The established, expected “pattern” would be to live close to work and to stay within spitting distance of the city that I’ve come to love and feel nurtured by. But is that truly the “easy” choice, or just the “expected” choice? How “easy” is it to live in very dense proximity to strangers who behave in unexpected ways, to cope with traffic that is worsening daily, to have very limited access to greenspace, to have to plan carefully one’s route to across town and back to account for time of day, traffic, road closures, protests, events and water main breaks?
The breaking point for me, where the rose-coloured glasses filtering “easy” fell off my eyes, happened one day when Knotty Girl and I pulled up to the arena for a hockey game and were astounded to witness a man stopping on the lawn in front of our car, pulling down his pants and defecating right in front of us. He just did his bidness and pulled his pants up and walked on. That was the beginning of the end for me living downtown. It was no longer “easy” and I could no longer pretend that I found it to be so.
I am, after all, a country girl. I am used to having cows, horses or pigs poo’ing in front of me. Not people.
My gorgeous condo was starting to feel cramped by lack of access to the outdoors and hauling bags of heavy groceries and hockey gear up three flights of stairs no longer seemed as easy as it once did. In fact, everything about city living started to feel cramped. Space is entirely at a premium, be it space to put a vehicle or space to put a desk to work at. Even space at Starbucks, for those with laptops and that need for the unique focus that public space can provide, can be hard to come by.
I was raised in a huge, rambling, rickety farmhouse with seven bedrooms and two kitchens. We had 750 acres of land, much of which was at my disposal to roam, plow or play cops/robbers/army/spy or whatever, with or without my little buddies. The brickwork in the house was so weak in some spots, like “my” tv watching spot in the living room, that you could feel the wind blow against your ankles for six months of the year. But it sure was big. And there was room for everyone.
Is it “easy” to live far from the city, work, friends and hockey? Not always. Does it feel more “normal” to me? Yes, actually it does. We watch the weather closely, we plan and prepare for things (usually) in a more considered way. We are distracted by birds at the feeders, by the arc of snow blowing in clumps off the trees and glinting in the sunlight, by the size and proximity of the full moon against a black sky, by the wild turkeys and their crazy footprints across the snow on the ice rink. This feels preferable to being distracted by car alarms, traffic tie-ups, unintelligible arguments in grocery stores and sirens. We are responsible for solving a lot of our own problems out here, or at least being somewhat prepared for them.
A few months ago, as Hurricane Sandy approached the North American coast line, Knotty Girl and I spent about two hours getting ready. We gathered up all that might blow around on our property and stashed it safely. We shopped. We parked our cars out of possible treefall zones. We charged up all our flashlights and other devices. The weather models didn’t really suggest we would get hit hard but we’ve come to learn that weather forecasting is a less-than-exact science. It was best to be ready. And we were. I slept so well that night, having done all that we could think of to minimize damage and maximize continuity of lifestyle. We woke up to a few small branches down on the lawn. The hydro didn’t even go out.
My point is that we had some things we could do to make ourselves as prepared as possible. I don’t find this as easy in the city, especially in living spaces like condos. I did make sure that I had a gas fireplace and a gas stove in my place and hoped I could operate them if the hydro were out for an extended period. Hauling items up and down the three flights of stairs was a trade off for not having to rely on an elevator. The hydro did go out a couple of times in the nine years I lived there and I was grateful for having heat, cooking ability, and normal access to my abode. But I couldn’t make my neighbours take their patio furniture and flower boxes off their balconies so that these items wouldn’t blow through MY windows. I’d be rewarded with a door slammed in my face if I tried such a thing. I couldn’t make all my condo neighbours be mindful of allowing strangers into the property and many of us were rewarded with an expensive overnight car break-in spree a few years ago. Hell – the city can’t even make dog owners be accountable for dog poo and that problem seemed to get worse and worse in my neighbourhood over the years.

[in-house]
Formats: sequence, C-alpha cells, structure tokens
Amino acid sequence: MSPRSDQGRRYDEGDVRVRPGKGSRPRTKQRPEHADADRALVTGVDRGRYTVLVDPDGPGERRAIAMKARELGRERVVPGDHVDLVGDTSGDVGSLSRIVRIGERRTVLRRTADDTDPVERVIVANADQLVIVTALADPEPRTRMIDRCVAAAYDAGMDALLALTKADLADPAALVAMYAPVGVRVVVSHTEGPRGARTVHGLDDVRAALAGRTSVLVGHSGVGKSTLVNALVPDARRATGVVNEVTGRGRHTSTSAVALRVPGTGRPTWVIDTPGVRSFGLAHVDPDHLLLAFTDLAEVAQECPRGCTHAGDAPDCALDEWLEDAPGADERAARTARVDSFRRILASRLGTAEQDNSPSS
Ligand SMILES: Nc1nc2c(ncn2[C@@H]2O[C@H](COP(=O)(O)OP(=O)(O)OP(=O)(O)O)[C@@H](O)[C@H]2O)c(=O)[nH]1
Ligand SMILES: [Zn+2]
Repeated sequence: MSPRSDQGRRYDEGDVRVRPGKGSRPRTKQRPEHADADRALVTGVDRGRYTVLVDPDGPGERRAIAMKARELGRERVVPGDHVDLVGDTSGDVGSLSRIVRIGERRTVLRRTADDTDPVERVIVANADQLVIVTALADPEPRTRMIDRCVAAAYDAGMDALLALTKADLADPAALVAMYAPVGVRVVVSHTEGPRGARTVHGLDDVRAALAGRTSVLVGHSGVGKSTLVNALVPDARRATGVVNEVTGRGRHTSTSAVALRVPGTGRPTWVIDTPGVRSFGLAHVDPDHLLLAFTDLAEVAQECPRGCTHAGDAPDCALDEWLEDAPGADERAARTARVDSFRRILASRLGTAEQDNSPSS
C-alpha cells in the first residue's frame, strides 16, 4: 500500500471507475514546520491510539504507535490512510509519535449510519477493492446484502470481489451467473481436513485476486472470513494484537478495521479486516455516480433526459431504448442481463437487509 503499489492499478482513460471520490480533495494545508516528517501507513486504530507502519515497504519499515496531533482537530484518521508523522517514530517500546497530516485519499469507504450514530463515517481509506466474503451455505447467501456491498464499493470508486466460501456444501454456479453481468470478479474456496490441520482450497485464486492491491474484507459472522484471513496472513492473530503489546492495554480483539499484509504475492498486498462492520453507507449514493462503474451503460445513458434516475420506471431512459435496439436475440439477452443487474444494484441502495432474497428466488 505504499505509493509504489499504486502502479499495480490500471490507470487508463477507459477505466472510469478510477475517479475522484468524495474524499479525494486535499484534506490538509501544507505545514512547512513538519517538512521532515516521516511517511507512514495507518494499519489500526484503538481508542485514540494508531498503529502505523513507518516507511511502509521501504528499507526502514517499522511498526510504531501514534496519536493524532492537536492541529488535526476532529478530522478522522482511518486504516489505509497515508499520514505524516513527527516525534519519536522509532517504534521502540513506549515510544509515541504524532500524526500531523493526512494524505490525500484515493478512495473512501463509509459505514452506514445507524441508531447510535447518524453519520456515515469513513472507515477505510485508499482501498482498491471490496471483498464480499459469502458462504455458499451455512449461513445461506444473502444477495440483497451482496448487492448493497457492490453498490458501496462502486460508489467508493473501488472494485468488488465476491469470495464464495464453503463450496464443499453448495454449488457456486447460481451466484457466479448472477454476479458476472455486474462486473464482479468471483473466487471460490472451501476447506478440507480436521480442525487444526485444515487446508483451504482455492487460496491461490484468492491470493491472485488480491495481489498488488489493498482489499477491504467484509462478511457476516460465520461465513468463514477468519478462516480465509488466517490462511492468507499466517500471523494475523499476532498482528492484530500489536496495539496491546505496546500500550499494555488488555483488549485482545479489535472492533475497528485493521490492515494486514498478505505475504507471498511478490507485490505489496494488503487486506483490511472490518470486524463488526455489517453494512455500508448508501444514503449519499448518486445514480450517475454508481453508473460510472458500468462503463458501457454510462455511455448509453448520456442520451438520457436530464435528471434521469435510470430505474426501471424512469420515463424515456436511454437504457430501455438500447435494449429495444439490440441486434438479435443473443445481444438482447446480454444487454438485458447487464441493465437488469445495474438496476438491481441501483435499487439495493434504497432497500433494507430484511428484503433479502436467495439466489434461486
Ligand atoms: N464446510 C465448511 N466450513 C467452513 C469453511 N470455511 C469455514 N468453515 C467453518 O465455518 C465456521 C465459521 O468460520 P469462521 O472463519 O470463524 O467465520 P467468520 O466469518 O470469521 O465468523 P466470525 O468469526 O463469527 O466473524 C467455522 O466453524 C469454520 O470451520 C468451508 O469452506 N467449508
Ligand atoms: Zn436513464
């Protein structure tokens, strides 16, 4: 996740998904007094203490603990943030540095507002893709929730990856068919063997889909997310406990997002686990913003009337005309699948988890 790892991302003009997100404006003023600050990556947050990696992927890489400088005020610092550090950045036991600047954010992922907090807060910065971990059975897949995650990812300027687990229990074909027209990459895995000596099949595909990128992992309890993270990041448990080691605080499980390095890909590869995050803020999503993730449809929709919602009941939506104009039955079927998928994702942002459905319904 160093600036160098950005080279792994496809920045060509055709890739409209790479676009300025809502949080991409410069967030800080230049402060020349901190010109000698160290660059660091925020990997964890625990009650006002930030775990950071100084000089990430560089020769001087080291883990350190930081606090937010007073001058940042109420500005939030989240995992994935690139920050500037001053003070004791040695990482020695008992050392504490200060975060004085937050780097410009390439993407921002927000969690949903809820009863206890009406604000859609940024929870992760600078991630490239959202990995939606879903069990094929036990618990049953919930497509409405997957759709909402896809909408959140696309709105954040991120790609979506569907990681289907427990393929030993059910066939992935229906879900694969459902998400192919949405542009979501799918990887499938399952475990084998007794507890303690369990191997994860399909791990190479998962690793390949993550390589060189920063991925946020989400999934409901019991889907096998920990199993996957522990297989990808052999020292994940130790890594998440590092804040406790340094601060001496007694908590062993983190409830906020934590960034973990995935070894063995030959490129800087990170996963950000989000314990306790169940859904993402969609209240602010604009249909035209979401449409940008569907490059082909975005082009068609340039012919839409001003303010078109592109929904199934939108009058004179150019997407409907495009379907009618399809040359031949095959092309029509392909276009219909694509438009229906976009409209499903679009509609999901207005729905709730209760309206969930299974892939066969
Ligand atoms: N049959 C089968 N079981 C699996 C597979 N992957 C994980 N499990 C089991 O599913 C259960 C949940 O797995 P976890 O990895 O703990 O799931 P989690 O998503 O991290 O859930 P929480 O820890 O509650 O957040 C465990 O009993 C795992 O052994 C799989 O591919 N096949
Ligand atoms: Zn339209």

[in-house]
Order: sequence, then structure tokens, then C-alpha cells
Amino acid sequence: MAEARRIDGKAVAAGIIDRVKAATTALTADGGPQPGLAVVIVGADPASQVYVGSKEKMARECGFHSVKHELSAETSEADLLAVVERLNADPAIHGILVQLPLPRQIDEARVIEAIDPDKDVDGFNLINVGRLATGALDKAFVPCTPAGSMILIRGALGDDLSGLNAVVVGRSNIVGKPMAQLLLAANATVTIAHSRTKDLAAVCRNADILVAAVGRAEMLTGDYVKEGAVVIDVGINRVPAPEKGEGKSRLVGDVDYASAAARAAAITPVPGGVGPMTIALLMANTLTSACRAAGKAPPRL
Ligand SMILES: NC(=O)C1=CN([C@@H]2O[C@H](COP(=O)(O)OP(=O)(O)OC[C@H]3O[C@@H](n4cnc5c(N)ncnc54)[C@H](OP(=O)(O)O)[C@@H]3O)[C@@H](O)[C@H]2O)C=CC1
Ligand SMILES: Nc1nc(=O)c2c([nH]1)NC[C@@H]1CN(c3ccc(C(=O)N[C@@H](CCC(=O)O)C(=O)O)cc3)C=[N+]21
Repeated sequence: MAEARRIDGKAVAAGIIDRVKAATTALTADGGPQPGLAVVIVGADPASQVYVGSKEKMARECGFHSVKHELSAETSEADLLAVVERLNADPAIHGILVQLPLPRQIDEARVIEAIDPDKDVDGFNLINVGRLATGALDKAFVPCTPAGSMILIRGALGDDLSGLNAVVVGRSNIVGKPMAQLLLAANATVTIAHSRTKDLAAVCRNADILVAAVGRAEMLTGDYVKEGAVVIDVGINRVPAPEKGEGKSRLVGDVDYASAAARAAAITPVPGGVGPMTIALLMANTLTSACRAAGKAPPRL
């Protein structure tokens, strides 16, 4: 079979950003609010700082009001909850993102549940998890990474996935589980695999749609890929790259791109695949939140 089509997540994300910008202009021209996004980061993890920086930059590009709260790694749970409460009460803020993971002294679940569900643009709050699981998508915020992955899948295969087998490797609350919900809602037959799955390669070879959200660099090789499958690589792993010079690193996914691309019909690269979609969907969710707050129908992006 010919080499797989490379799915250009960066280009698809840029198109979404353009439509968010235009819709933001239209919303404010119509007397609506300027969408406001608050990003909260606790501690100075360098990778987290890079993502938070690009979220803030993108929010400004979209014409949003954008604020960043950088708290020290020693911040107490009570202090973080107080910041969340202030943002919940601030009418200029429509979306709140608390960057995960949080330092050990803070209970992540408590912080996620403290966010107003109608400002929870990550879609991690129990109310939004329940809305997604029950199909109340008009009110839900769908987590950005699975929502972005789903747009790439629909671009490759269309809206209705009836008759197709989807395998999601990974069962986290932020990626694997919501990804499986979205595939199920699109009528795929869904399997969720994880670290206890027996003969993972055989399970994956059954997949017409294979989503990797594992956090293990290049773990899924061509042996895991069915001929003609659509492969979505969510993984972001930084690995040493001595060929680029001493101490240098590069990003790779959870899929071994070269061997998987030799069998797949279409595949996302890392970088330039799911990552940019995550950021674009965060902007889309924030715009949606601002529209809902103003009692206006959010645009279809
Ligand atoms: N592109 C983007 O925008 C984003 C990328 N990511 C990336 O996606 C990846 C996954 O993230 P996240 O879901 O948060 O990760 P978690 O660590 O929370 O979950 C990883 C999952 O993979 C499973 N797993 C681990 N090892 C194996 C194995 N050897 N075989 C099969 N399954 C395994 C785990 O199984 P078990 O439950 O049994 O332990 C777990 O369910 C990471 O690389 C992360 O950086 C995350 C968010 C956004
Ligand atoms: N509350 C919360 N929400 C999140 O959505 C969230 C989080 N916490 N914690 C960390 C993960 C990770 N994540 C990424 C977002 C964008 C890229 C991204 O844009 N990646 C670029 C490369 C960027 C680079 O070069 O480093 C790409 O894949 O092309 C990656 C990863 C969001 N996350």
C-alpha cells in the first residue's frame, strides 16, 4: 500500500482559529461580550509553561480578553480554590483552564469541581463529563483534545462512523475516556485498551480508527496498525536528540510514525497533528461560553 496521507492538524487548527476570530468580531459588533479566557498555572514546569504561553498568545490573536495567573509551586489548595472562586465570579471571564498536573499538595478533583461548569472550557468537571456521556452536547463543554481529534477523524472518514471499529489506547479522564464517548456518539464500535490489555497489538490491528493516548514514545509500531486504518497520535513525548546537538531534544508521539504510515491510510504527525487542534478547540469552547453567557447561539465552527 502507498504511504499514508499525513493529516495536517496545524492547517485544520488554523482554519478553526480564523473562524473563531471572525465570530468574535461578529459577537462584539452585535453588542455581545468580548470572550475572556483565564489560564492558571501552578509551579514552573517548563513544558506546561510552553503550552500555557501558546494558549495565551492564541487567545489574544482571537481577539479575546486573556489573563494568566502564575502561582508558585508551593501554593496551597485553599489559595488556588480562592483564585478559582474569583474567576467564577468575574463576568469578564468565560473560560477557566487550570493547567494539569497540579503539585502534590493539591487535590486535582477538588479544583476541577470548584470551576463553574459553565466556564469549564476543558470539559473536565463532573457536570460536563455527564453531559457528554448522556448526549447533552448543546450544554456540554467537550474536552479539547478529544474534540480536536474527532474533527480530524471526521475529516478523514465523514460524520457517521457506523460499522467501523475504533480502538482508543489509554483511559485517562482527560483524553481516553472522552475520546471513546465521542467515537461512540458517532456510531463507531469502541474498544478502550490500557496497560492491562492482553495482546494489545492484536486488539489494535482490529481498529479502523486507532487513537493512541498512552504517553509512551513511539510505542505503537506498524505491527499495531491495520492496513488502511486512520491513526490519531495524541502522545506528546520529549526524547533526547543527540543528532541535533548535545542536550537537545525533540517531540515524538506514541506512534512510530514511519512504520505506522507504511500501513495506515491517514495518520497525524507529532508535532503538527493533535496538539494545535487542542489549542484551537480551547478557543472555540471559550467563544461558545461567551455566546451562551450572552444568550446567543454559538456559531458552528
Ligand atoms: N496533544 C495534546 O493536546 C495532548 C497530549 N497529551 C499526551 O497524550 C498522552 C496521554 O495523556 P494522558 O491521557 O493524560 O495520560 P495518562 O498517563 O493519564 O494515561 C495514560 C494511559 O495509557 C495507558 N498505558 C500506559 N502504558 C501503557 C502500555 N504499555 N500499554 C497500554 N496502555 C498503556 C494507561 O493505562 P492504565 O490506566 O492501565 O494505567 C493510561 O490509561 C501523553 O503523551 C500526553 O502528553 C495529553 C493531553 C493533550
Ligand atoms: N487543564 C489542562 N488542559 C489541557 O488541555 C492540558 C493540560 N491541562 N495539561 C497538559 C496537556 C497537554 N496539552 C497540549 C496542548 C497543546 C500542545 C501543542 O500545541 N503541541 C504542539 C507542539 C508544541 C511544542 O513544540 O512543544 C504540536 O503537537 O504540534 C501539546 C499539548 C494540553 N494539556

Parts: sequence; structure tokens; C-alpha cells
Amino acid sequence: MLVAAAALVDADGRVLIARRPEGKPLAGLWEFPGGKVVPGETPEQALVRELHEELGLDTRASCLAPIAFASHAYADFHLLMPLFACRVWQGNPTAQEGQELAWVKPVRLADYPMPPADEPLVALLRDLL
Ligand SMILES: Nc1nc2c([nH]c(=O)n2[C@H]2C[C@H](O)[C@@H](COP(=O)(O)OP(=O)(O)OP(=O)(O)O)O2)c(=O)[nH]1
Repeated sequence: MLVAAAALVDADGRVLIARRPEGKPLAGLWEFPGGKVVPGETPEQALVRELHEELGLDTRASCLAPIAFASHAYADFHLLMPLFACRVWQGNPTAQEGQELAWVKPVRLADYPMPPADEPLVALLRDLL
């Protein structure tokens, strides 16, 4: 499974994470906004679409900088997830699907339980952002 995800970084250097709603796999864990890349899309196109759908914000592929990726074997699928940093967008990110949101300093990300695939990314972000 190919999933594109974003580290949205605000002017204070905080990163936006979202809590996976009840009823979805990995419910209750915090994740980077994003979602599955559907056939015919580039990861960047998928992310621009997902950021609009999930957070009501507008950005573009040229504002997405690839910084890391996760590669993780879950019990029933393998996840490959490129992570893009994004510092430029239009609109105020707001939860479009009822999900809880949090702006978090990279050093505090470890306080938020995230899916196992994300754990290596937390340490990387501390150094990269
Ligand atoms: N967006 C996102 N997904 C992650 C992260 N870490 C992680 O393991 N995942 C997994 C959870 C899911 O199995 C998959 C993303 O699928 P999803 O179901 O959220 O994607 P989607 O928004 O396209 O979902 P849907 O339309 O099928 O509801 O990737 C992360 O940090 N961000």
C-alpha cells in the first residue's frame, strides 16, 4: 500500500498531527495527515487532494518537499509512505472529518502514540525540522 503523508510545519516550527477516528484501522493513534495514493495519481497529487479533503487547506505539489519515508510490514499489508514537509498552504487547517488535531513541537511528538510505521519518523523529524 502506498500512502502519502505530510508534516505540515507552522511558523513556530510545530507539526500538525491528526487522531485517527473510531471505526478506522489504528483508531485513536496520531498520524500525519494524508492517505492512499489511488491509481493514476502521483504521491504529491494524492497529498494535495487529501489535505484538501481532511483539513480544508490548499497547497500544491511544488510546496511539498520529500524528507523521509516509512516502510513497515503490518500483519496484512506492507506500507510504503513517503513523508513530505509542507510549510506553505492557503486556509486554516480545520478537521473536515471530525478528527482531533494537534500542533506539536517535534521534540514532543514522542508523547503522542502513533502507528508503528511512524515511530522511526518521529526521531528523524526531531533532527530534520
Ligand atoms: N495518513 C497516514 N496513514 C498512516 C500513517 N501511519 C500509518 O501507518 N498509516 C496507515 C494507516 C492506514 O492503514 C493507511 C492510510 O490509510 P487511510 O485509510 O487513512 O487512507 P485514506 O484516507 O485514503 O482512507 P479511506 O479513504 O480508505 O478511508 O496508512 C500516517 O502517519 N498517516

I apologize for the poo theme. One might think that I have a shitty opinion of downtown life. I don’t entirely. Let’s just say it lost its glamour for me and I’m feeling less claustrophobic and more able to make choices about how things happen out here, away from the city lights. Easy? Not entirely. Preferable? Yes. More deeply familiar to me? Completely.
Hey there – remember me?
So, the last few months of 2009 became a muddy blur during which time writing, and exercising, took a backseat to the following:
- caring for the lovely Freddie as she recovered from surgery to repair ruptured discs in her spine (neck). My home became a baby-gated, cushioned, modified pet crate for seven weeks. My dog was in pain and I felt helpless. And then, shortly afterwards, broke. So grateful that Freddie’s Other Mom, and the lovely WWBA, were able to be such a supportive part of this adventure. But it did take its toll. Freddie needs to be carried up and down stairs and, at first, needed more, shorter walks. I live up two flights of stairs and my routine was tied more than ever, to Freddie’s requirements. I was exhausted.
- … and thus got I ill myself with a persistent bronchial infection – several weeks of coughing and hacking and sleeping badly.
- having my car vandalized, right here in the underground parking lot. Stuff stolen, car damaged. Much time and energy lost over a 10 day period, dealing with this. Not to mention feeling just a wee bit violated.